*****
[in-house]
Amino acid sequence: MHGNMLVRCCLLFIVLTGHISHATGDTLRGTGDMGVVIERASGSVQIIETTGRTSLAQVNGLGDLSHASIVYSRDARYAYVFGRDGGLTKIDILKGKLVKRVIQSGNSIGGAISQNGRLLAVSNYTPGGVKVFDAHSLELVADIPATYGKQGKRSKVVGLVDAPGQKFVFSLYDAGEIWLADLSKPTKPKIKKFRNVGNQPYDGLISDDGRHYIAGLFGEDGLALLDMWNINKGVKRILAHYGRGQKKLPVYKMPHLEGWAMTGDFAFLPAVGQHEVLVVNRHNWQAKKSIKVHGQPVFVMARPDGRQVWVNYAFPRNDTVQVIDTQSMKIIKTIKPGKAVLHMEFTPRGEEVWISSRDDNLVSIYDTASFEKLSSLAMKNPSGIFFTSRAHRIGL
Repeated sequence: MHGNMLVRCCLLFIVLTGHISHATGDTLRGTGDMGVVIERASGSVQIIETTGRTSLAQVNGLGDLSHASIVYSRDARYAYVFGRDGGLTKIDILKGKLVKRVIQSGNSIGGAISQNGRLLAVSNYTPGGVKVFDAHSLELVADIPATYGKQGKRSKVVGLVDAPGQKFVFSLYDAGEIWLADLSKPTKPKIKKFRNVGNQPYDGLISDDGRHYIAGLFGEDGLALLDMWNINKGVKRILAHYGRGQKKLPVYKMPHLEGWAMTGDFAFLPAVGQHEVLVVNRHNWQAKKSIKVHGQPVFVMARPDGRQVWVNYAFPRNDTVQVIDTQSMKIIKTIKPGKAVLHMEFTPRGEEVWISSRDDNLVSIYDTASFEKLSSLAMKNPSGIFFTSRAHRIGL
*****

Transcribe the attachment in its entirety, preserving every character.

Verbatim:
[in-house]
Amino acid sequence: MHGNMLVRCCLLFIVLTGHISHATGDTLRGTGDMGVVIERASGSVQIIETTGRTSLAQVNGLGDLSHASIVYSRDARYAYVFGRDGGLTKIDILKGKLVKRVIQSGNSIGGAISQNGRLLAVSNYTPGGVKVFDAHSLELVADIPATYGKQGKRSKVVGLVDAPGQKFVFSLYDAGEIWLADLSKPTKPKIKKFRNVGNQPYDGLISDDGRHYIAGLFGEDGLALLDMWNINKGVKRILAHYGRGQKKLPVYKMPHLEGWAMTGDFAFLPAVGQHEVLVVNRHNWQAKKSIKVHGQPVFVMARPDGRQVWVNYAFPRNDTVQVIDTQSMKIIKTIKPGKAVLHMEFTPRGEEVWISSRDDNLVSIYDTASFEKLSSLAMKNPSGIFFTSRAHRIGL
Repeated sequence: MHGNMLVRCCLLFIVLTGHISHATGDTLRGTGDMGVVIERASGSVQIIETTGRTSLAQVNGLGDLSHASIVYSRDARYAYVFGRDGGLTKIDILKGKLVKRVIQSGNSIGGAISQNGRLLAVSNYTPGGVKVFDAHSLELVADIPATYGKQGKRSKVVGLVDAPGQKFVFSLYDAGEIWLADLSKPTKPKIKKFRNVGNQPYDGLISDDGRHYIAGLFGEDGLALLDMWNINKGVKRILAHYGRGQKKLPVYKMPHLEGWAMTGDFAFLPAVGQHEVLVVNRHNWQAKKSIKVHGQPVFVMARPDGRQVWVNYAFPRNDTVQVIDTQSMKIIKTIKPGKAVLHMEFTPRGEEVWISSRDDNLVSIYDTASFEKLSSLAMKNPSGIFFTSRAHRIGL